Determinations of bubble size distribution of foam-fibre mixture using circular hough transform

Timo Lappalainen, Jani Lehmonen

    Research output: Contribution to journalArticleScientificpeer-review

    44 Citations (Scopus)


    The aim of our work is to broaden the current knowledge of foam-fibre systems. This article focuses on the determination of the bubble size distribution (BSD) of foam containing cellulose fibres. It is well known that BSD has a powerful effect on a wide range of foam properties. The Circular Hough Transform was used in this study as the pattern recognition algorithm, in conjunction with a non-biased rule for sampling partially visible bubbles in an image. This algorithm is suitable for wet foams with almost spherical bubbles. We used a cuvette, with an internal diameter of 1.6 mm, for foam collection. We showed that images of the foam must be acquired within 30 s of collection of the foam sample and that bubbles with a radius larger than 25 µm can be recognised with this technique. The number of images needed to estimate the BSD of wet foam was four i.e. the diameters of 400-800 bubbles per trial point were measured. The Sauter mean radius r[3,2] was used for characterising the BSD of foam. We tested our method using several sets of images. Quantitative determination of the BSD of foam-fibre mixture is possible using the measurement and image analysis method developed in this study. This method can also be used to study foams created using different combinations of surfactants, fibres and additives.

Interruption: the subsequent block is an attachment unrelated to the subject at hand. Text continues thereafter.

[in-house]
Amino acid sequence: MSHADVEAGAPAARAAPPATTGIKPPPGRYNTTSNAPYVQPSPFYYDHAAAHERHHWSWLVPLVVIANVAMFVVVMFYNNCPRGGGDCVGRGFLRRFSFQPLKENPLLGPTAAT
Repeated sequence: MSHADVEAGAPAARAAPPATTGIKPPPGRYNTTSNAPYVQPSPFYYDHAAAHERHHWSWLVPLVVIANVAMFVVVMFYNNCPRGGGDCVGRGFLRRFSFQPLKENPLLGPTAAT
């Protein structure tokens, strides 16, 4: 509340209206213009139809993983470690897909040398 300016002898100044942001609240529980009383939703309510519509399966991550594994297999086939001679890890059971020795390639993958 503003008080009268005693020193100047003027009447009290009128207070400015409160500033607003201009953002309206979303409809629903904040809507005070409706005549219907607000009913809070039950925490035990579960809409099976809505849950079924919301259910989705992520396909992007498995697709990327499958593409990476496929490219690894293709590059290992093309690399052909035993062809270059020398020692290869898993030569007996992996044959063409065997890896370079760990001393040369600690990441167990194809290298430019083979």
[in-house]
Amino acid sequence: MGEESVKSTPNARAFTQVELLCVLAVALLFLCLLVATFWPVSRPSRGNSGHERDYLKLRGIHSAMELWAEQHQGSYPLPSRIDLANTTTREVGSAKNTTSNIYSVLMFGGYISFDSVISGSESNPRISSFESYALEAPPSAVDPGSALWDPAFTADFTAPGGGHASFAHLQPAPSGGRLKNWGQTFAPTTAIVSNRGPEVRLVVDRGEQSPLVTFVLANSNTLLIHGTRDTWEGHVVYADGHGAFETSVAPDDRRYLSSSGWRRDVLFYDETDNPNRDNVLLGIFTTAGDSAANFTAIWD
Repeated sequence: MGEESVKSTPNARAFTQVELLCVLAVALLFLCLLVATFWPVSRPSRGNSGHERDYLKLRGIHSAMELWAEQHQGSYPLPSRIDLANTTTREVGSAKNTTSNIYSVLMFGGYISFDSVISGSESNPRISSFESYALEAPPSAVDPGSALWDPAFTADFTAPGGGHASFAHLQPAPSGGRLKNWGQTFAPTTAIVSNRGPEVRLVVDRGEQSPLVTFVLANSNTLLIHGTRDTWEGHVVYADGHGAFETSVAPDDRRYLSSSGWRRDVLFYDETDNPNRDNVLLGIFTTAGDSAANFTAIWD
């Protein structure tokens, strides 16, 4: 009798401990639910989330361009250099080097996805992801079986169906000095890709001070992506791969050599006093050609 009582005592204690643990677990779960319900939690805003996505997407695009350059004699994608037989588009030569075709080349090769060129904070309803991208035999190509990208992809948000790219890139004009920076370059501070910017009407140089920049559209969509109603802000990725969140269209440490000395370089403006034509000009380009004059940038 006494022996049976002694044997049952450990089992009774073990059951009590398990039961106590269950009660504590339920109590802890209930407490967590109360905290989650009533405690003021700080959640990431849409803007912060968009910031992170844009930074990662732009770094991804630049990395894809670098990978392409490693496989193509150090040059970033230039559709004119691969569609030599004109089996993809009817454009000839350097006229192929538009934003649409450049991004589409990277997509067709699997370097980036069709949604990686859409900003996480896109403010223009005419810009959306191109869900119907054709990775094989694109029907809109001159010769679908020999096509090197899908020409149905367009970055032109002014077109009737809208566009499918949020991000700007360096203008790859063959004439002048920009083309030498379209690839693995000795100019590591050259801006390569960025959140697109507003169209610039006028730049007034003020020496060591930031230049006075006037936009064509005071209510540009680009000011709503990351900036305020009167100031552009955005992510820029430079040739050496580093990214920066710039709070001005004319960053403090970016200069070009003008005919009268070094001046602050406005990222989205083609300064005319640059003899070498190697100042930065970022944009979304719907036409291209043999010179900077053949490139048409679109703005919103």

Original languageEnglish
    Pages (from-to)930-939
    Number of pages9
    JournalNordic Pulp and Paper Research Journal
    Issue number5
    Publication statusPublished - 2012
    MoE publication typeA1 Journal article-refereed


    • bubble size distribution
    • aqueous foam
    • foam-fibre mixture
    • circular hough transform
    • sodium dodecyl sulphate


    Dive into the research topics of 'Determinations of bubble size distribution of foam-fibre mixture using circular hough transform'. Together they form a unique fingerprint.

    Cite this